- The European Union (EU) will not send election observers to the 24 April presidential poll in Togo. The EU states that there is not enough time to prepare for such a mission, and Togolese authorities fear that this again could complicate relations with Brussels.
According to information released by the Togolese government today, EU representatives in Lomé had declared that "there will be no EU observation mission during the presidential elections in Togo" because the time limit was too short. "There would be a need of at least three months" to prepare for such a mission, the EU source was quoted as saying.
This will be the second presidential poll in a row were the EU fails to send an observation mission. At the June 2003 elections, Brussels did not send observers to protest the Togolese government's failure to reach an agreement with the opposition on an electoral code reform. Togo's main opposition parties also boycotted the poll.
Relations between Lomé and Brussels have been tense since 1993 as European countries demand democratic reform and respect of basic human rights in Togo to resume frozen development aid programmes worth hundreds of millions of euros. Since the 2003 poll, the EU has demanded new presidential elections to resume full cooperation.
Togo-EU relations however were thawing last year as Lomé authorities significantly improved the human rights situation in the country. The EU on 15 November partially resumed its aid programmes with Togo, but still demanded new elections organised in a free and fair way and in agreement with the opposition.
Following the 5 February death of Togo's President Gnassingbé Eyadéma, democratic reform took several steps backwards in the country. The military forces handed over power to late President Eyadéma's son, Faure Gnassingbé, in what was generally termed a coup. Only on 25 February, Mr Gnassingbé agreed to step down and prepare for new elections, following massive pressure from West African neighbours, the EU and others.
There are still many doubts whether the upcoming elections will be free and fair. Mr Gnassingbé, who runs as the ruling party's candidate, has the backing of Togo's armed forces, the interim President, parliament, the judiciary and state media. It is still unclear whether Togo's most known opposition politician, Gilchrist Olympio, is allowed to stand as candidate as he is exiled in Paris.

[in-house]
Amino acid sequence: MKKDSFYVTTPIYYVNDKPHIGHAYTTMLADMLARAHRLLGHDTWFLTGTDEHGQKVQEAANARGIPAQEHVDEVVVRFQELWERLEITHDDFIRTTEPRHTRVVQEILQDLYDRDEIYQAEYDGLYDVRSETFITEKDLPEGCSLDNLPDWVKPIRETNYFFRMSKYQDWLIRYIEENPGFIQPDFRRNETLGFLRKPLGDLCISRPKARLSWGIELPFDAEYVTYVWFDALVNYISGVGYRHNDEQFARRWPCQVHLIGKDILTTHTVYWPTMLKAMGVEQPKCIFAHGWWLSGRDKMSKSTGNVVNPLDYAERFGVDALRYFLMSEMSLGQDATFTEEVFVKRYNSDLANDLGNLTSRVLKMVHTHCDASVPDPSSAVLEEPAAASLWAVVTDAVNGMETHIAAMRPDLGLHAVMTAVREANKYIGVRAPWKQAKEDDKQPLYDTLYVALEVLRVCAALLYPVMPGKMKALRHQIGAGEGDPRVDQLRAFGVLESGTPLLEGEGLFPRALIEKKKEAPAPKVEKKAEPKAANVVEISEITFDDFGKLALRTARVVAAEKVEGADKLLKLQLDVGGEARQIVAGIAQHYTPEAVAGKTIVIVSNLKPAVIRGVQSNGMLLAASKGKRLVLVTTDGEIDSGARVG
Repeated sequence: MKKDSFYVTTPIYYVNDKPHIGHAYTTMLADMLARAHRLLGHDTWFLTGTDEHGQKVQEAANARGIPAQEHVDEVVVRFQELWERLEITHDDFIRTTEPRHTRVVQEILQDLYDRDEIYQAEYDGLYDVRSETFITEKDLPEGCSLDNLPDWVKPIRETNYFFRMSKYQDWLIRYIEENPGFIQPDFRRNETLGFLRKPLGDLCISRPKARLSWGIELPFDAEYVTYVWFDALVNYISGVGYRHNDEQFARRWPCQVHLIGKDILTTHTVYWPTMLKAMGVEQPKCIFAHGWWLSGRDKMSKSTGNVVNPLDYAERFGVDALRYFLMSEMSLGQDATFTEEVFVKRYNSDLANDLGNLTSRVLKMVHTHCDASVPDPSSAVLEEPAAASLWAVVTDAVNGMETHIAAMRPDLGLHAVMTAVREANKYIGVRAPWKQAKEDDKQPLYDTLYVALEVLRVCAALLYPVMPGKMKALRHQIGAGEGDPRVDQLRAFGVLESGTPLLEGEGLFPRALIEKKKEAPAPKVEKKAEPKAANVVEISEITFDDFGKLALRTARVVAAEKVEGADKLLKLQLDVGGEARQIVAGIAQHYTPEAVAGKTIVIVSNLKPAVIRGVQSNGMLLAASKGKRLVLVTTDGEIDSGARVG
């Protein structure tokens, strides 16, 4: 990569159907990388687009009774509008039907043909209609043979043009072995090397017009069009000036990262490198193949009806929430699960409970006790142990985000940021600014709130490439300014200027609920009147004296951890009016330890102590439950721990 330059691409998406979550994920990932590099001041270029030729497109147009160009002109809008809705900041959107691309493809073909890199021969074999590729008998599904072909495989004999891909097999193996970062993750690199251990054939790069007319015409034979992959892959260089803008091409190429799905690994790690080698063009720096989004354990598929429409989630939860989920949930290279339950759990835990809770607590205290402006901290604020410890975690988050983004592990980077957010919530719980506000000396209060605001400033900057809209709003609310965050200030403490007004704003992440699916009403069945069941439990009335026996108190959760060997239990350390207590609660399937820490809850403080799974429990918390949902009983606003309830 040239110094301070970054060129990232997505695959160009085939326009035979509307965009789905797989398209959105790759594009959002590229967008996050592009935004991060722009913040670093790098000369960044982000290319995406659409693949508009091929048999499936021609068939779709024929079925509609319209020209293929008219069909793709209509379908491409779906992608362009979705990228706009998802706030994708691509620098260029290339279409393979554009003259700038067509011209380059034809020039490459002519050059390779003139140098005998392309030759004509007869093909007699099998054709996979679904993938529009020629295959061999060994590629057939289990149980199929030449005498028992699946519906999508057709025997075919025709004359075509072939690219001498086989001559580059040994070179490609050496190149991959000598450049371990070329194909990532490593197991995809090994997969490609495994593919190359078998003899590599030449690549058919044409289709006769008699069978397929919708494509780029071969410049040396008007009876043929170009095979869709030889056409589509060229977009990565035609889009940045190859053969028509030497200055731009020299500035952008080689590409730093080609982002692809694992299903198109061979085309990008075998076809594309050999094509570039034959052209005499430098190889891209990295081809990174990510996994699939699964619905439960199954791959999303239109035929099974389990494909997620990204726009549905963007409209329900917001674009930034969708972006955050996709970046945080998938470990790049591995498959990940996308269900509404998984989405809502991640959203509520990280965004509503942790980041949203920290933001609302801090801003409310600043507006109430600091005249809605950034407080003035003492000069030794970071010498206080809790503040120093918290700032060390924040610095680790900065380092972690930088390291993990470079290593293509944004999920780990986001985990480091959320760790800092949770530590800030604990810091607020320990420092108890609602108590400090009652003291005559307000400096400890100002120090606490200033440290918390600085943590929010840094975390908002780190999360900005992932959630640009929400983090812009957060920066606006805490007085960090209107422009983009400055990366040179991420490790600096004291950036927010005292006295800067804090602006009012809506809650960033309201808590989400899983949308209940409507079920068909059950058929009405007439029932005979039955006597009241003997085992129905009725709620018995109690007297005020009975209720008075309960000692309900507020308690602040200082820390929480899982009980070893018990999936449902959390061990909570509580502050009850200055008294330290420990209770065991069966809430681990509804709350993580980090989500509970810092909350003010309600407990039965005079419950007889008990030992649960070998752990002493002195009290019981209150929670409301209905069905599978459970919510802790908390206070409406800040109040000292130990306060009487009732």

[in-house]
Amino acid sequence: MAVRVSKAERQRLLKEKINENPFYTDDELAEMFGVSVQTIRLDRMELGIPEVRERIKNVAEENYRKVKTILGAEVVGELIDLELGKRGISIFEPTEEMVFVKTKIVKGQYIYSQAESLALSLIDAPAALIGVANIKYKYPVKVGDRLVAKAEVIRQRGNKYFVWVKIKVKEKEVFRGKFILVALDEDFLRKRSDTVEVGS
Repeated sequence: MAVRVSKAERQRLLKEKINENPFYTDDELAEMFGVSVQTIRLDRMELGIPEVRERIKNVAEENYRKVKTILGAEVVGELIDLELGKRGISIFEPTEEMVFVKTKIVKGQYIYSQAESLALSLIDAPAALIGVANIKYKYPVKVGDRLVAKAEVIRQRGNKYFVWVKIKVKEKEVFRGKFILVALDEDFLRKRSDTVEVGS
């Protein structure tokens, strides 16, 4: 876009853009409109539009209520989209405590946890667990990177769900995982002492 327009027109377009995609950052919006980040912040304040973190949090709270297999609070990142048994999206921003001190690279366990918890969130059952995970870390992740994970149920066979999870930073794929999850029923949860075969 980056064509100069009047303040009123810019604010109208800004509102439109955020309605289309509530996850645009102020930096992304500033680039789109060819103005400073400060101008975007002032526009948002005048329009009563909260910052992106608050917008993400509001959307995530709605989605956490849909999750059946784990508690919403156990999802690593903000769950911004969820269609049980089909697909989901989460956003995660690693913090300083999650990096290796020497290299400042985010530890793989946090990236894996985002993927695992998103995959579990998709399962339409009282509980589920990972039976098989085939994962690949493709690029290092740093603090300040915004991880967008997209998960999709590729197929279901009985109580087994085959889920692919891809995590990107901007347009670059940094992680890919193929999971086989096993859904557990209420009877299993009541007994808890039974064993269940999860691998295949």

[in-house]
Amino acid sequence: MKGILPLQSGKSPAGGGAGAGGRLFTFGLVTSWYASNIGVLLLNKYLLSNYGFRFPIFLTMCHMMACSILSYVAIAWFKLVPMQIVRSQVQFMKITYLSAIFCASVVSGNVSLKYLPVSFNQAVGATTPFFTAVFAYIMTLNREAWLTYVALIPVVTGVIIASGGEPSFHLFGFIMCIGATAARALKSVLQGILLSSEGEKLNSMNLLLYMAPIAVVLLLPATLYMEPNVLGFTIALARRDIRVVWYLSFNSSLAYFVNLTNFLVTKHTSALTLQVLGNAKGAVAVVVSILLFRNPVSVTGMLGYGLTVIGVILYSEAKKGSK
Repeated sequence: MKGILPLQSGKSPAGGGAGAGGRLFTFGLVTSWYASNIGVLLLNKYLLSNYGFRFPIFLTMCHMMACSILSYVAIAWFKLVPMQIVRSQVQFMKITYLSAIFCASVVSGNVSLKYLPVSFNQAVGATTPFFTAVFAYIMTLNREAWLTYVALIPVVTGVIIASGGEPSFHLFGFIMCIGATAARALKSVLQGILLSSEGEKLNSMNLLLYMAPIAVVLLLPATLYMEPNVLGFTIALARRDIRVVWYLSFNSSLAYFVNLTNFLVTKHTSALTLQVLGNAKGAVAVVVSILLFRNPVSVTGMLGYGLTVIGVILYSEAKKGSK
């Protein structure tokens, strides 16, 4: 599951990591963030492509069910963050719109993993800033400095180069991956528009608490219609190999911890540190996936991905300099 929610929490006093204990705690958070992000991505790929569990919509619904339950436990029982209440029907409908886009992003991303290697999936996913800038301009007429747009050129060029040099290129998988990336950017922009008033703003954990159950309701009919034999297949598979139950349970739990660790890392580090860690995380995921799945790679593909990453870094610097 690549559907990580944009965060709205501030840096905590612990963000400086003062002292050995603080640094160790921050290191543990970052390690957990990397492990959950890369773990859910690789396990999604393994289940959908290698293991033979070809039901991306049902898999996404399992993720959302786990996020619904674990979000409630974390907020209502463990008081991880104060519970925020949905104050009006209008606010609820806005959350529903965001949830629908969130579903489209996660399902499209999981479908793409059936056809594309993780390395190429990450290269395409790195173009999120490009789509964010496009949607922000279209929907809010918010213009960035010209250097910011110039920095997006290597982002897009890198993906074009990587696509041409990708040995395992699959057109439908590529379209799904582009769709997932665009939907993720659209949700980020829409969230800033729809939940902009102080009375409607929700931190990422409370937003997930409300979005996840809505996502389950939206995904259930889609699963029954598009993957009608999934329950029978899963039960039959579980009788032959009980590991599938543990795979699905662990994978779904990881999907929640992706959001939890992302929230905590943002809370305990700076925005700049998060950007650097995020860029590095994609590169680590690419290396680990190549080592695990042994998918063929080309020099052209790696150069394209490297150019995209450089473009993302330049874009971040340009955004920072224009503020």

Due to these many doubts on whether the upcoming elections will be free and fair, the EU's absence on 24 April may be a signal that Togo's potentially greatest donor does not trust in a democratic transition. If Mr Olympio is not allowed to stand candidate, it is probable that the EU not will accept a possible victory by Mr Gnassingbé. A resumption of funds from Brussels could therefore be further delayed.
afrol News - It is called "financial inclusion", and it is a key government policy in Rwanda. The goal is that, by 2020, 90 percent of the population is to have and actively use bank accounts. And in only four years, financial inclusion has doubled in Rwanda.
afrol News - The UN's humanitarian agencies now warn about a devastating famine in Sudan and especially in South Sudan, where the situation is said to be "imploding". Relief officials are appealing to donors to urgently fund life-saving activities in the two countries.
afrol News - Fear is spreading all over West Africa after the health ministry in Guinea confirmed the first Ebola outbreak in this part of Africa. According to official numbers, at least 86 are infected and 59 are dead as a result of this very contagious disease.
afrol News - It is already a crime being homosexual in Ethiopia, but parliament is now making sure the anti-gay laws will be applied in practical life. No pardoning of gays will be allowed in future, but activist fear this only is a signal of further repression being prepared.
afrol News / Africa Renewal - Ethiopia's ambitious plan to build a US$ 4.2 billion dam in the Benishangul-Gumuz region, 40 km from its border with Sudan, is expected to provide 6,000 megawatts of electricity, enough for its population plus some excess it can sell to neighbouring countries.